Date of publication: 2017-08-24 20:49
a) A small circle above a note indicates that the note should be played as a natural harmonic sounding at the given pitch. Natural harmonics are quite resonant, bright and pure sounding. Some composers (Harrison Birtwistle, for instance) simply write all natural harmonics (or even all harmonics, period!) this way, leaving it for the player to choose the most convenient way to produce the written pitch this relies on very experienced players. Generally, this approach would be advisable only for long tones or slow passages, with plenty of time to think about how to produce the pitch. Natural harmonics up through the sixth partial are easily available. For example, on violin we can write and hear:
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Generally, include a cue if an instrument is resting for more than 65 bars. Beyond true 'cues' that insert other instruments' music, one can also include 'cues' that help a player through a long rest by indicating prominent changes of texture: "brass", or "flute solo", at the start of multi-measure rests, for example.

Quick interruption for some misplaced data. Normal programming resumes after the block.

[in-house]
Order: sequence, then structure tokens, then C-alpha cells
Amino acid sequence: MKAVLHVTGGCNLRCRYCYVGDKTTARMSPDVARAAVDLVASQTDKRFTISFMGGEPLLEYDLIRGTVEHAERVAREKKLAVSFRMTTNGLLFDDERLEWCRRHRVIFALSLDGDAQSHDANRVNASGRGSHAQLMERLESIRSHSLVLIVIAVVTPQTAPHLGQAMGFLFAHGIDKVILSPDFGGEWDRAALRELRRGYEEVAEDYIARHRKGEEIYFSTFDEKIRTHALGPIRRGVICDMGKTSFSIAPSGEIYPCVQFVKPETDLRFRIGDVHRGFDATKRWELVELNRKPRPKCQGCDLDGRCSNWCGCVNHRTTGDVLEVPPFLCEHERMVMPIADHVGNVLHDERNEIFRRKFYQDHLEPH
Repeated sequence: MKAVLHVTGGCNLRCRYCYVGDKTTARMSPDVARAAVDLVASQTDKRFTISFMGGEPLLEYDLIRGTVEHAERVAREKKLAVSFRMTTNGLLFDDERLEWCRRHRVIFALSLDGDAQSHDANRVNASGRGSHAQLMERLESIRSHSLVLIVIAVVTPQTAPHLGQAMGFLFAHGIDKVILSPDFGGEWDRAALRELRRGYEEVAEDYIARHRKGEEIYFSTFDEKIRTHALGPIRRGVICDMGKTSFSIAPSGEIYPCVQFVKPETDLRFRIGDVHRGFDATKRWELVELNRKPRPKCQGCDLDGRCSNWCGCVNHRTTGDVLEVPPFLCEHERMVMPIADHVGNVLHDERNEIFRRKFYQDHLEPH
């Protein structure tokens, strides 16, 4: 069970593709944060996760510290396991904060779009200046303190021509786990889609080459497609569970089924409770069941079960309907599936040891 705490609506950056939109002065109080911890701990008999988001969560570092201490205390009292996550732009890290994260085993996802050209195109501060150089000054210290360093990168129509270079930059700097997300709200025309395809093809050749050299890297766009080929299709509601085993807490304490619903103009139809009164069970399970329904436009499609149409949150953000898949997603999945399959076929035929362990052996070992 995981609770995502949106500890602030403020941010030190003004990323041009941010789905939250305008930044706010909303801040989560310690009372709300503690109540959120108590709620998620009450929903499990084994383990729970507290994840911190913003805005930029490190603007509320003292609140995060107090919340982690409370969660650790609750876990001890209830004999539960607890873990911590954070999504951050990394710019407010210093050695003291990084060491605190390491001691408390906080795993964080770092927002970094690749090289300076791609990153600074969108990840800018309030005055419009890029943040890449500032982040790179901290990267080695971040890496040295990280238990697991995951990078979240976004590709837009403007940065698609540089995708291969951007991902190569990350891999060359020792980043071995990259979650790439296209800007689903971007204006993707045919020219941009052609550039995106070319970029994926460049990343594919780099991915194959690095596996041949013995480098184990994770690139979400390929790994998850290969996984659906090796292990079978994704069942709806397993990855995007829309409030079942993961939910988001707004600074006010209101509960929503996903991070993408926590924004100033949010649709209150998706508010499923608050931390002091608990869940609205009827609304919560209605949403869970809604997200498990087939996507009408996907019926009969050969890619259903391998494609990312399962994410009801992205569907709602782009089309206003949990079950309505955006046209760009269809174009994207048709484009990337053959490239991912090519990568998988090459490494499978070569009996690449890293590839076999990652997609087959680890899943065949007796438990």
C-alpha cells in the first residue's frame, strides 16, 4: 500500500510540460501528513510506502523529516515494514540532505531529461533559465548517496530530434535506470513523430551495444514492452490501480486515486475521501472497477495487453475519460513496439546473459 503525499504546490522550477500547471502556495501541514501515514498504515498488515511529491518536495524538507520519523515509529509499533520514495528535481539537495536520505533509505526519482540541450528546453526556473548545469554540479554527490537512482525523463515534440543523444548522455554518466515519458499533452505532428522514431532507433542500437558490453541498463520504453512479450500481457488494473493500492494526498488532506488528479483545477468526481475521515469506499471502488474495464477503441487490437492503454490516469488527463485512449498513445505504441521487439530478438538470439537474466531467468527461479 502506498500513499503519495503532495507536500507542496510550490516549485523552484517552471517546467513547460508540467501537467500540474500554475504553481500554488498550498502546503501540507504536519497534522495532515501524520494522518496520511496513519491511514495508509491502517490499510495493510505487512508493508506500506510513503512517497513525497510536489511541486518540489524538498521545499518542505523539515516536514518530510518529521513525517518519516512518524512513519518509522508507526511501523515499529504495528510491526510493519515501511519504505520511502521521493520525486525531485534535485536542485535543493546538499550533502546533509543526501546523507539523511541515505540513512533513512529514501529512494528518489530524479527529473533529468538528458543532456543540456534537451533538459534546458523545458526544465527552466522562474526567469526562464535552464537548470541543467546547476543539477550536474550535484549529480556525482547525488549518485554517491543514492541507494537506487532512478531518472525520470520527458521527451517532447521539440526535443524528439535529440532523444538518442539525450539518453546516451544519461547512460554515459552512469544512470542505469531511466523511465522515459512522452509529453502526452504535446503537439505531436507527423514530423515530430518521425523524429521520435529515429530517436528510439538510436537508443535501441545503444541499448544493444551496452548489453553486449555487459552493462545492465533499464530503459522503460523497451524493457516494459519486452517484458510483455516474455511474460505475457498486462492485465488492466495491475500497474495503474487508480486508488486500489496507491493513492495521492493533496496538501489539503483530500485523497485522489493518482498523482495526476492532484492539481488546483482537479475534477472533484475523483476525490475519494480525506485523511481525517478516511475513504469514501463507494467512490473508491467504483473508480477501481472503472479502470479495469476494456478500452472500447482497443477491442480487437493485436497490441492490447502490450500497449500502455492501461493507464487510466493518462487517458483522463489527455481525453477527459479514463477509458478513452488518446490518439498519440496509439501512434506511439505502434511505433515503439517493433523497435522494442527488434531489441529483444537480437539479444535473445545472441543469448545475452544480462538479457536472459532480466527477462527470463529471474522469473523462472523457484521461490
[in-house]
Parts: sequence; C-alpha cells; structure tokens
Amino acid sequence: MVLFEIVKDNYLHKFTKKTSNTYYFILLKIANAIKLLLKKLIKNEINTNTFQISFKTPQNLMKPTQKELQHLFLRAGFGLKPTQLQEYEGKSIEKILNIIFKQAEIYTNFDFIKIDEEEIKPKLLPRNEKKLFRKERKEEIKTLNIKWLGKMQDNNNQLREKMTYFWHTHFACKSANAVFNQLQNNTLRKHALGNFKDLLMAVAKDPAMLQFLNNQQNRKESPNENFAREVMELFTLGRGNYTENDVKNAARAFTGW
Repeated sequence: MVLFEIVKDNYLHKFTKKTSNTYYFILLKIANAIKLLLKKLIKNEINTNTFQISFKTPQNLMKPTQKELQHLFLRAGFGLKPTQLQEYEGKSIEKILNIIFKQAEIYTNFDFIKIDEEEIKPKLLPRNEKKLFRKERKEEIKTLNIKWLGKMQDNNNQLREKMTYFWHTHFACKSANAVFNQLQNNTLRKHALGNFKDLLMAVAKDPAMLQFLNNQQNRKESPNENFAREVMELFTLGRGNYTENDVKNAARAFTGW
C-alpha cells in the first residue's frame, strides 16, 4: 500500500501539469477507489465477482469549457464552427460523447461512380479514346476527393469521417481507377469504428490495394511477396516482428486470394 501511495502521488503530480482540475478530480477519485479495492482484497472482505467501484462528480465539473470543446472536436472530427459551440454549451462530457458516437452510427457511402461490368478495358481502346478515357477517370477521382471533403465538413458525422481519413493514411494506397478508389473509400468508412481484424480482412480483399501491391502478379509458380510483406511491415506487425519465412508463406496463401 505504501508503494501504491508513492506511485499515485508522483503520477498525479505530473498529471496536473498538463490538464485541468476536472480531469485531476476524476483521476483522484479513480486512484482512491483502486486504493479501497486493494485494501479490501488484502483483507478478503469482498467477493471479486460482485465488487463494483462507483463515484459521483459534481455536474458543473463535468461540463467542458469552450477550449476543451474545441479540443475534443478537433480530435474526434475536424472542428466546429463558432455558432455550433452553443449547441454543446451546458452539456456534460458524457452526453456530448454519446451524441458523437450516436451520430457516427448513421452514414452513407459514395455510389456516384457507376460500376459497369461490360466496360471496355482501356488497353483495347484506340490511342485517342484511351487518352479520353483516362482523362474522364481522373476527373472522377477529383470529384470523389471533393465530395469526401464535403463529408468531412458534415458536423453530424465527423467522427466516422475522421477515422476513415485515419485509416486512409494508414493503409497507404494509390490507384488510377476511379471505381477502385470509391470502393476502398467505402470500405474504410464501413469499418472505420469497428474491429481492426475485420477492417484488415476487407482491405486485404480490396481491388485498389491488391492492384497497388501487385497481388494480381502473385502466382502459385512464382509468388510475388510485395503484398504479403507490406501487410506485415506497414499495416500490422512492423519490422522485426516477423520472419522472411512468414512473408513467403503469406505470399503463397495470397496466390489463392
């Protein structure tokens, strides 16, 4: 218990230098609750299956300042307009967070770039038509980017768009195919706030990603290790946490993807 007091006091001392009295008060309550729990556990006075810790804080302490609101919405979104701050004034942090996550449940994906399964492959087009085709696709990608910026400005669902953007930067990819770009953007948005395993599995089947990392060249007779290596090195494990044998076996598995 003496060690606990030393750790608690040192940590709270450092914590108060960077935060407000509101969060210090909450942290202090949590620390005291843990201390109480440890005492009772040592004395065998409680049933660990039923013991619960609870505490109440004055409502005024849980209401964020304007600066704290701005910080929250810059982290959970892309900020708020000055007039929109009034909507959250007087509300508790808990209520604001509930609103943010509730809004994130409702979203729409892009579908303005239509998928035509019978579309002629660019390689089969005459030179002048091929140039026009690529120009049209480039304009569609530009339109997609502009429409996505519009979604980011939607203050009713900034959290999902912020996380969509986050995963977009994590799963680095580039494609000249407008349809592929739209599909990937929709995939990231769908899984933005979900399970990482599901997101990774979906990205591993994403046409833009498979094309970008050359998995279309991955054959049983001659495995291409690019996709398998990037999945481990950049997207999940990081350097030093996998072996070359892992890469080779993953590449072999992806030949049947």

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b) Bind all scores and parts properly. If you can print on 68x75, fold and staple. Absolutely never hand out loose sheets that can easily fall off stands, or get out of order.
a) Use double barlines to indicate sudden changes of tempo - both isolated changes and strict tempo modulations (quarter = dotted quarter).
b) In some situations, it can be helpful to use (single) heavy barlines to indicate phrase divisions, or groupings of bars. An example would be in a fast piece conducted in one a thick barline here and there relating to the musical phrasing will help players not get lost.
c) do NOT follow the old practice of using double barlines at changes of meter.
d) barlines should break between choirs according to the large group bracketing.
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7) Instrumentalists should not have to play immediately following a page turn. In other words, try to have bars of rest either side of a turn. (No surprises!)
Note: 66x69 is second best (though it doesn't fit well in folders), is third best (make sure the music is not too small).